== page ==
According to Beatroute, Dumbfoundead's philosophy on music, rap battles, and life in general can be summed up in the quote, "too often we fool ourselves into caring about [something] we shouldn’t, and into battling everyone and everything when the battle is inside of us—when all we want to do is just eat some [food] and make some music."[22]


Solo albums
  • DFD (2011) [23]
  • Love Everyday (2012)
  • Take the Stares (2012)
  • Old Boy Jon (2013)
  • We Might Die (2016)
Thirsty Fish albums
Swim Team albums
  • Oceans Eleven (2008)
Other album collaborations
  • Super Barrio Brothers (2005) (with 8-Bit Bandit)
  • Fun with Dumb (2009) (with DJ Zo)
  • Clockwise (2010) (with Wax)
  • Cut + Paste (2010) (with DJ Zo)
Guest appearances
  • Kenny Segal - "Pot Luck" from Ken Can Cook (2008)
  • Abstract Rude - "Thynk Eye Can (Blowedian Next Generation Mix)" from Rejuvenation (2009)
  • Elum - "Lounging" from The Life of Joe Caluya (2009)
  • Kero One - "Asian Kids" from Kinetic World (2010)
  • DJ Zo - "Vacation Song" (2010)
  • Rakaa - "Ambassador Slang" from Crown of Thorns (2010)
  • Wax - "Guess Who" and "Shoo Ba Doop"(2011)
  • Rekstizzy - "No Apologies" (2011)
  • Jennifer Chung - "This is It" (2011)
  • Victor King - "Free Your Mind" (2011)
  • Descry - "Celebrate" from As Serenity Approaches (2012)
  • Toestah - "House Party" (2012)
  • Jay Park - "You Know How We Do" from Fresh Air: Breathe It (2012)
  • Breezy Lovejoy - "Ms. Parker" from Lovejoy (2012)
  • Kero One - "In Time" and "Count on That" from Color Theory (2012)
  • Bambu - "Golden Era Shower" from ...One Rifle per Family (2012)
  • Traphik - "What Do I Have to Do" (2012)
  • Kahi - "It's ME" from Who Are You? (2013)
  • Epik High - "420" (2013)
  • Avatar - "Blood Suckers" from This Machine Has Gone Wrong... (2013)
  • Jose Rios - "Angeles" from To Live & Grow in LA (2013)
  • Mike B. - "Untouchable" (2013)
  • Jeff Bernat - "Workflow" (2014)
  • Mike B. - "KTOWN" (2014)
  • Michael Nhat - "Army of the Dead" from Songs with Friends (2014)
  • Azure - "Friendly Fire" (2014)
  • IAMSU! - "I'm Gone" (2015)


  1. ^ Tewksbury, Drew (22 June 2012). "MURS, Dumbfoundead, & Medusa Discuss Freestyling Mecca Project Blowed and Why Hip Hop Lacks Female MC's". KCET.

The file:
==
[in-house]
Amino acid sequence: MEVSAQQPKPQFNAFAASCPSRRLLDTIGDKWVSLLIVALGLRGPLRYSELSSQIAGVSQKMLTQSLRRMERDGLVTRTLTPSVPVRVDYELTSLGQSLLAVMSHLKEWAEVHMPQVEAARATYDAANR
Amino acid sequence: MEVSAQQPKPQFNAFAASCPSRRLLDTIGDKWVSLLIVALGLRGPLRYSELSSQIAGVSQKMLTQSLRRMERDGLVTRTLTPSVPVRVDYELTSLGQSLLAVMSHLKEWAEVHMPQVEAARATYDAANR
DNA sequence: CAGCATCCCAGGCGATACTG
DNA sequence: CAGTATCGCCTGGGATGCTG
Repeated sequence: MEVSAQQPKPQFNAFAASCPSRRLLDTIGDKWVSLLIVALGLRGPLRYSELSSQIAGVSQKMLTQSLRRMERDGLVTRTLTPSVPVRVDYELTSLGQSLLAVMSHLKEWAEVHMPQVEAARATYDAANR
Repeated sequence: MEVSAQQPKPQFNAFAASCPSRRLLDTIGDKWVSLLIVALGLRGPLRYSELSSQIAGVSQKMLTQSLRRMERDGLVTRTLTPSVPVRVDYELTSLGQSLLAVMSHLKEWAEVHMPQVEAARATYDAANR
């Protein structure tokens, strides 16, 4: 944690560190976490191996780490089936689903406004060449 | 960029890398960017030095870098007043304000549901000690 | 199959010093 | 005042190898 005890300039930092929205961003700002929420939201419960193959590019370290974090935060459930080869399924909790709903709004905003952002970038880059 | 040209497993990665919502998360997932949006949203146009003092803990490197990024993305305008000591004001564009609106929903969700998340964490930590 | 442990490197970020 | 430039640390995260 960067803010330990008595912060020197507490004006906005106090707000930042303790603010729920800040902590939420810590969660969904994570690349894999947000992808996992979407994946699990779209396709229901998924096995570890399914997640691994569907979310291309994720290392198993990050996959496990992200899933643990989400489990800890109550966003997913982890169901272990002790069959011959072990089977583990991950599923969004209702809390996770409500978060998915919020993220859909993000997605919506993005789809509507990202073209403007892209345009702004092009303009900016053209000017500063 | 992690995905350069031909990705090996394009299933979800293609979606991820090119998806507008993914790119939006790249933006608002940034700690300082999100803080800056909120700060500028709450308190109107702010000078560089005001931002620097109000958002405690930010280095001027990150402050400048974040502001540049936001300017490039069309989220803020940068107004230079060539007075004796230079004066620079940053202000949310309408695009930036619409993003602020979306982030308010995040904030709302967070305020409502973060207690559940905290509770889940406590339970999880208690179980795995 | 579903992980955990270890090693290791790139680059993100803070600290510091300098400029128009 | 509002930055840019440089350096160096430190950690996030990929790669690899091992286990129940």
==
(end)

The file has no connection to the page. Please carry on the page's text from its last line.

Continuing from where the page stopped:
2. ^ a b "Dumbfoundead interview with Urban Decadence". A-tunes.net. 16 May 2009. Retrieved 15 January 2012. 
  3. ^ Weiss, Jeff (18 November 2011). "Dumbfoundead On Dropping Out Of High School, Working As A Bail Bondsman, And The Advantages Of Being An Asian Rapper". LA Weekly. Retrieved 12 April 2012. 
  4. ^ https://www.facebook.com/dumbfoundead/videos/vb.81232640045/10155237030570046/?type=2&theater
  5. ^ https://twitter.com/OrganikHipHop/status/625377108597059584?lang=en
  6. ^ Son, Linda (9 November 2011). "Dumbfoundead Gets Personal and Professional with 'DFD'". KoreAm. 
  7. ^ Lam, Charles (26 October 2012). "Dumbfoundead can't 'Take the Stares'". Northwest Asian Weekly. 
  8. ^ "Dumbfoundead & Epic High interview with". Popseoul.com. 22 May 2009. Retrieved 15 January 2012. 
  9. ^ http://www.hotnewhiphop.com/keith-ape-it-g-ma-remix-feat-asap-ferg-father-dumbfoundead-and-waka-flocka-new-song.1965613.html
  10. ^ "MusicRaw: Dumbfoundead". KNBC. 
  11. ^ Weiss, Jeff (8 July 2011). "The arrival of Dumbfoundead: Koreatown rapper's 'Are We There Yet?'". Los Angeles Times. 
  12. ^ "Last Call with Carson Daly". NBC. 17 December 2012. 
  13. ^ "Dumbfoundead: A Rap Battle Vet Grows Up". MTV. 11 November 2011. 
  14. ^ "Dumbfoundead". Mnet. 
  15. ^ Kang, Y. Peter (16 June 2011). "Sony Buys Rights To Joseph Kahn's Indie Horror Film". KoreAm. 
  16. ^ DUMBFOUNDEAD (2016-05-26), Dumbfoundead - SAFE, retrieved 2017-02-15 
  17. ^ Thomas, Dexter. "Dumbfoundead breaks down the lyrics in his anti-whitewashing anthem 'Safe'". latimes.com. Retrieved 2017-02-15. 
  18. ^ "Don't Mistake Dumbfoundead For Safe". The FADER. Retrieved 2017-02-15. 
  19. ^ "Dumbfoundead Sells Out Two More Stops ⋆ latest kpop news and music | Officially Kmusic". officiallykmusic.com. Retrieved 2017-02-15. 
  20. ^ Eunicec (9 June 2009). "Funnin' with Dumbfoundead". Allkpop. Retrieved 15 January 2012. 
  21. ^ "MP3: Swim Team Members Open Mike Eagle, Dumbfoundead, Sahtyre, and Alpha MC". URB. 6 May 2009. 
  22. ^ "Koreatown's Dumbfoundead is ready to fight his own battles". BeatRoute Magazine. 2017-01-16. Retrieved 2017-02-15. 
  23. ^ "Heatseekers Albums". Billboard. Retrieved 15 January 2012. 

External links[edit]